Abstract:  We introduce a trade strategy representation theorem for performance measurement and portable alpha in high frequency trading, by embedding a robust trading algorithm that describe portfolio manager market timing behavior, in a canonical multifactor asset pricing model. First, we present a spectral test for market timing based on behavioral transformation of the hedge factors design matrix. Second, we find that the typical trade strategy process is a local martingale with a background driving Brownian bridge that mimics portfolio manager price reversal strategies. Third, we show that equilibrium asset pricing models like the CAPM exists on a set with Pmeasure zero. So that excess returns, i.e. positive alpha, relative to a benchmark index is robust to no arbitrage pricing in turbulent capital markets. Fourth, the path properties of alpha are such that it is positive between suitably chosen stopping times for trading. Fifth, we demonstrate how, and why, econometric tests of portfolio performance tend to under report positive alpha. 
Date:  2012–06 
URL:  http://d.repec.org/n?u=RePEc:arx:papers:1206.2662&r=mst 
By:  Joseph P. Janzen; Colin A. Carter; Aaron D. Smith 
Abstract:  This paper studies the effect of electronic trade on the quality of market price discovery, using the Intercontinental Exchange (ICE) cotton futures market as a laboratory to measure market quality under periods of floor trade, parallel floor and electronic trade, and electroniconly trade. Using randomwalk decomposition methods pioneered by Hasbrouck (2007), we decompose intraday variation in cotton prices into two components: one related to information about market fundamentals and one a “pricing error” related to market frictions such as the cost of liquidity provision and the transient response of prices to trades. We describe the properties of this pricing error to characterize market quality under both floor and electronic trading systems. Unlike previous studies, we analyze more than the average magnitude of the pricing error. Each day, we calculate statistics that describe market quality on that day, and we study their trend, variance and persistence. 
Keywords:  cotton, futures markets, market quality, volume, electronic trading., Marketing, Productivity Analysis, Research Methods/ Statistical Methods, Q0, F0., 
Date:  2012 
URL:  http://d.repec.org/n?u=RePEc:ags:aaea12:124994&r=mst 
By:  Wang, Xiaoyang; Garcia, Philip; Irwin, Scott H. 
Keywords:  Crop Production/Industries, 
Date:  2012–08–12 
URL:  http://d.repec.org/n?u=RePEc:ags:aaea12:124899&r=mst 
By:  Janzen, Joseph P.; Smith, Aaron D.; Carter, Colin A. 
Abstract:  This paper studies the effect of electronic trade on the quality of market price discovery, using the Intercontinental Exchange (ICE) cotton futures market as a laboratory to measure market quality under periods of floor trade, parallel floor and electronic trade, and electroniconly trade. Using randomwalk decomposition methods pioneered by Hasbrouck (2007), we decompose intraday variation in cotton prices into two components: one related to information about market fundamentals and one a “pricing error” related to market frictions such as the cost of liquidity provision and the transient response of prices to trades. We describe the properties of this pricing error to characterize market quality under both floor and electronic trading systems. Unlike previous studies, we analyze more than the average magnitude of the pricing error. Each day, we calculate statistics that describe market quality on that day, and we study their trend, variance and persistence.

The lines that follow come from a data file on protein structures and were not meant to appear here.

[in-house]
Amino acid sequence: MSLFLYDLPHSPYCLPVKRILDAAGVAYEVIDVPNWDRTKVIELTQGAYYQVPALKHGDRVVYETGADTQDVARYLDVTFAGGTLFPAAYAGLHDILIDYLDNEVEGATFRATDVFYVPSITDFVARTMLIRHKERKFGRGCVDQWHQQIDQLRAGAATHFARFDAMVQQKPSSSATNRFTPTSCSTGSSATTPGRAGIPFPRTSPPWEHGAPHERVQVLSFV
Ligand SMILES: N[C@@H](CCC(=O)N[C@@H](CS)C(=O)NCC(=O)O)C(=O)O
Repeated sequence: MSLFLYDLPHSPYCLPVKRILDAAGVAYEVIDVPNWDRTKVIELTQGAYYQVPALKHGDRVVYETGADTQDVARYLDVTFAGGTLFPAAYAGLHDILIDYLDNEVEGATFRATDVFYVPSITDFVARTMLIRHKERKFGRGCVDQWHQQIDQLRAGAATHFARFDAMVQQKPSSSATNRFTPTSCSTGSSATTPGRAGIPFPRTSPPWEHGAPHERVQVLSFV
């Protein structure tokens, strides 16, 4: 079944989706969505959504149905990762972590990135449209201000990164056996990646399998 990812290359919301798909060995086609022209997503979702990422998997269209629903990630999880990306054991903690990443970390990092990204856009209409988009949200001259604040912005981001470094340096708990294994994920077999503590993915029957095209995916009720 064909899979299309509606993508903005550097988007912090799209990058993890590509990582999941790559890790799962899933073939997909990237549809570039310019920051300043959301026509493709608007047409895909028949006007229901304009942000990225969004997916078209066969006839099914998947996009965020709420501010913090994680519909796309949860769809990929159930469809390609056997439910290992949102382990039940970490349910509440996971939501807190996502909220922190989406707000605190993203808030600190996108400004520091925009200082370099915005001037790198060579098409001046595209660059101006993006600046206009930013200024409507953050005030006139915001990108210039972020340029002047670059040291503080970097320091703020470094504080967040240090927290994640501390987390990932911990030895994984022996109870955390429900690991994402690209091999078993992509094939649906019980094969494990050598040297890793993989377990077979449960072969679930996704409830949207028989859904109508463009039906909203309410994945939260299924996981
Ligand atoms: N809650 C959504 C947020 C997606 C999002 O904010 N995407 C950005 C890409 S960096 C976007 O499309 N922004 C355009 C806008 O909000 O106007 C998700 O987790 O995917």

Keywords:  cotton, futures markets, market quality, volume, electronic trading., Crop Production/Industries, Research and Development/Tech Change/Emerging Technologies, Q0, F0, 
Date:  2012 
URL:  http://d.repec.org/n?u=RePEc:ags:aaea12:125024&r=mst 
By:  Phillip Wild (School of Economics, The University of Queensland); John Foster (School of Economics, The University of Queensland) 
Abstract:  In this paper, we present three nonparametric trispectrum tests that can establish whether the spectral decomposition of kurtosis of high frequency financial asset price time series is consistent with the assumptions of Gaussianity, linearity and time reversiblility. The detection of nonlinear and time irreversible probabilistic structure has important implications for the choice and implementation of a range of models of the evolution of asset prices, including BlackSholesMerton (BSM) option pricing model, ARCH/GARCH and stochastic volatility models. We apply the tests to a selection of high frequency Australian (ASX) stocks. 
Date:  2012 
URL:  http://d.repec.org/n?u=RePEc:qld:uq2004:466&r=mst 
By:  Jakub Steiner; Colin Stewart 
Abstract:  We study the effect of frequent trading opportunities and categorization on pricing of a risky asset. Frequent opportunities to trade lead to large distortions in prices if some agents forecast future prices using a simplified model of the world that fails to distinguish between some states. In the limit as the period length vanishes, these distortions take a particular form: the price must be the same in any two states that a positive mass of agents categorize together. Price distortions therefore tend to be large when different agents categorize states in different ways. We characterize the limiting prices in terms of rational expectations prices associated with a coarsened process. Similar results hold if, instead of using a simplified model of the world, some agents overestimate the likelihood of small probability events, as in prospect theory. In this case a set aside may be better than a flat or percentage subsidy. JEL Code: D83, D84, D53 
Keywords:  categorization, price distortion, trading frequency 
Date:  2012–05–25 
URL:  http://d.repec.org/n?u=RePEc:nwu:cmsems:1549&r=mst